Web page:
Browsing M.Sc. Applied Health Sciences by Author "angrish, kirina"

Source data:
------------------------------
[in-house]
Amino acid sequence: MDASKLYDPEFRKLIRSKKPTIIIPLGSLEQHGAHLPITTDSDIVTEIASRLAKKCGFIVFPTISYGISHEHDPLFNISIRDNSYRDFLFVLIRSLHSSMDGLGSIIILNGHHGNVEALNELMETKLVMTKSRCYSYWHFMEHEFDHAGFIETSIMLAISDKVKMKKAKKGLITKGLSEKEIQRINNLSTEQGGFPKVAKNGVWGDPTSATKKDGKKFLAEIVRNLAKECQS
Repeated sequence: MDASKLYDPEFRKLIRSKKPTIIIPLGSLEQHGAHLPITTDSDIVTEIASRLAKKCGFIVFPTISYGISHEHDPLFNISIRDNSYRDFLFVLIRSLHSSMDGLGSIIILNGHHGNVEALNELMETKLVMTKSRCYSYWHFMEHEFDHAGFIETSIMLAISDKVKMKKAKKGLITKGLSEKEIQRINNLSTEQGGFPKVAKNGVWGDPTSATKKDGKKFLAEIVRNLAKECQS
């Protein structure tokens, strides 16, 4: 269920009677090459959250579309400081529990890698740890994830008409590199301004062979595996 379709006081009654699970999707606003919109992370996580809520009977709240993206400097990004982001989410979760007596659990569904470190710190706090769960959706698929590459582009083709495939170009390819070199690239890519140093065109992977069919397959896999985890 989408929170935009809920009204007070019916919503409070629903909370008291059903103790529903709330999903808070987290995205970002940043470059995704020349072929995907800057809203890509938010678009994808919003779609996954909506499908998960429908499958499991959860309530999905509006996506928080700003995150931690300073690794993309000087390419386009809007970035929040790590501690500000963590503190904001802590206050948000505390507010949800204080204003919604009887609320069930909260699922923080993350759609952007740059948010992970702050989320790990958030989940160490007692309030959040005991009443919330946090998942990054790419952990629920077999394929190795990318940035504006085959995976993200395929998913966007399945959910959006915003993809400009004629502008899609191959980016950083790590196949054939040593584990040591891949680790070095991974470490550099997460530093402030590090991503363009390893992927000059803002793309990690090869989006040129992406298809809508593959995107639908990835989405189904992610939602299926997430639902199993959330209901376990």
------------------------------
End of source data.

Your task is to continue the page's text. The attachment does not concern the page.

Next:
Positive Body Image and Physical Activity in Pregnant Womenangrish, kirina; Applied Health Sciences ProgramGenerally, research has shown pregnant women have a more negative body image pre-pregnancy and early pregnancy compared to mid-to-late pregnancy. Negative body image in this population has been linked to several important pregnancy-related behaviours and poorer mental health that may put the mother’s and baby’s health at risk. In regards to positive body image, there has been a lack of research investigating how positive body image constructs such as body appreciation and embodiment change, and little work has examined how self-objectification changes. In nonpregnant populations, positive body image has been linked to several health behaviours and outcome; thus, it is important to determine if pregnant women experience positive body image during their pregnancy. In addition, participation in physical activity has been linked to improvements in body image via an increase in embodiment and a decrease in selfobjectification in young adult women. Whether this is true for the pregnant population is unknown. The overall purpose of this study was to understand the relationship between positive body image and physical activity in pregnant women. The first purpose was to determine whether body appreciation, embodiment, and self-objectification levels differ across trimester. The second purpose was to determine if physical activity was associated with body appreciation, and if this relationship was mediated by an increase in embodiment and a decrease in selfobjectification. Thirty-one women in the first trimester, 55 in the second trimester, and 75 in the third trimester completed measures of body appreciation, embodiment, self-objectification, and physical activity online. Multivariate analysis of covariance showed all measures differed by trimester. Post-hoc tests showed body appreciation (M = 3.79; SE = 0.08) and embodiment (M = 2.92; SE = 0.05) were higher and self-objectification (M = 3.86; SE = 0.14) lower in third trimester compared to first trimester (M = 3.37; SE = 0.12; M = 2.56; SE = 0.09; M = 4.54; SE = 0.22). Embodiment was also higher in the third trimester (M = 2.92; SE = 0.05) compared to the second trimester (M = 2.67; SE = 0.06). Serial mediation analysis revealed physical activity was associated with body appreciation through an increase in embodiment and a decrease in self-objectification. The findings from this study indicate positive body image improves across pregnancy and physical activity could be one way to improve positive body image in pregnant women.